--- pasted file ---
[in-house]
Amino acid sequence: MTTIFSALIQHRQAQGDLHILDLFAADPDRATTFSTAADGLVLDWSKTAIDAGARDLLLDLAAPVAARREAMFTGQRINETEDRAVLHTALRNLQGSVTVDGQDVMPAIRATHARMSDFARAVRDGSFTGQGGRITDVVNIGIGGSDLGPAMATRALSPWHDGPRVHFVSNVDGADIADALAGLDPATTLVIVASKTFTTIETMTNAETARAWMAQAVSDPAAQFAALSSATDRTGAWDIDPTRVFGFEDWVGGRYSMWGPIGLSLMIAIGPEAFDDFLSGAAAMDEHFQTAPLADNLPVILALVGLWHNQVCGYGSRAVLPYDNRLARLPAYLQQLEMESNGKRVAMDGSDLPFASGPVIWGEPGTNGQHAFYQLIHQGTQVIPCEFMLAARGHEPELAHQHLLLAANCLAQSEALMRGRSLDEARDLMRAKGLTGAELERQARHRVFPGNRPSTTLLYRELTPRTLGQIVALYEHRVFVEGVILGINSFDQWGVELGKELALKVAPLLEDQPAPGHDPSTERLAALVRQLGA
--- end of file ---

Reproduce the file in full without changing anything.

[in-house]
Amino acid sequence: MTTIFSALIQHRQAQGDLHILDLFAADPDRATTFSTAADGLVLDWSKTAIDAGARDLLLDLAAPVAARREAMFTGQRINETEDRAVLHTALRNLQGSVTVDGQDVMPAIRATHARMSDFARAVRDGSFTGQGGRITDVVNIGIGGSDLGPAMATRALSPWHDGPRVHFVSNVDGADIADALAGLDPATTLVIVASKTFTTIETMTNAETARAWMAQAVSDPAAQFAALSSATDRTGAWDIDPTRVFGFEDWVGGRYSMWGPIGLSLMIAIGPEAFDDFLSGAAAMDEHFQTAPLADNLPVILALVGLWHNQVCGYGSRAVLPYDNRLARLPAYLQQLEMESNGKRVAMDGSDLPFASGPVIWGEPGTNGQHAFYQLIHQGTQVIPCEFMLAARGHEPELAHQHLLLAANCLAQSEALMRGRSLDEARDLMRAKGLTGAELERQARHRVFPGNRPSTTLLYRELTPRTLGQIVALYEHRVFVEGVILGINSFDQWGVELGKELALKVAPLLEDQPAPGHDPSTERLAALVRQLGA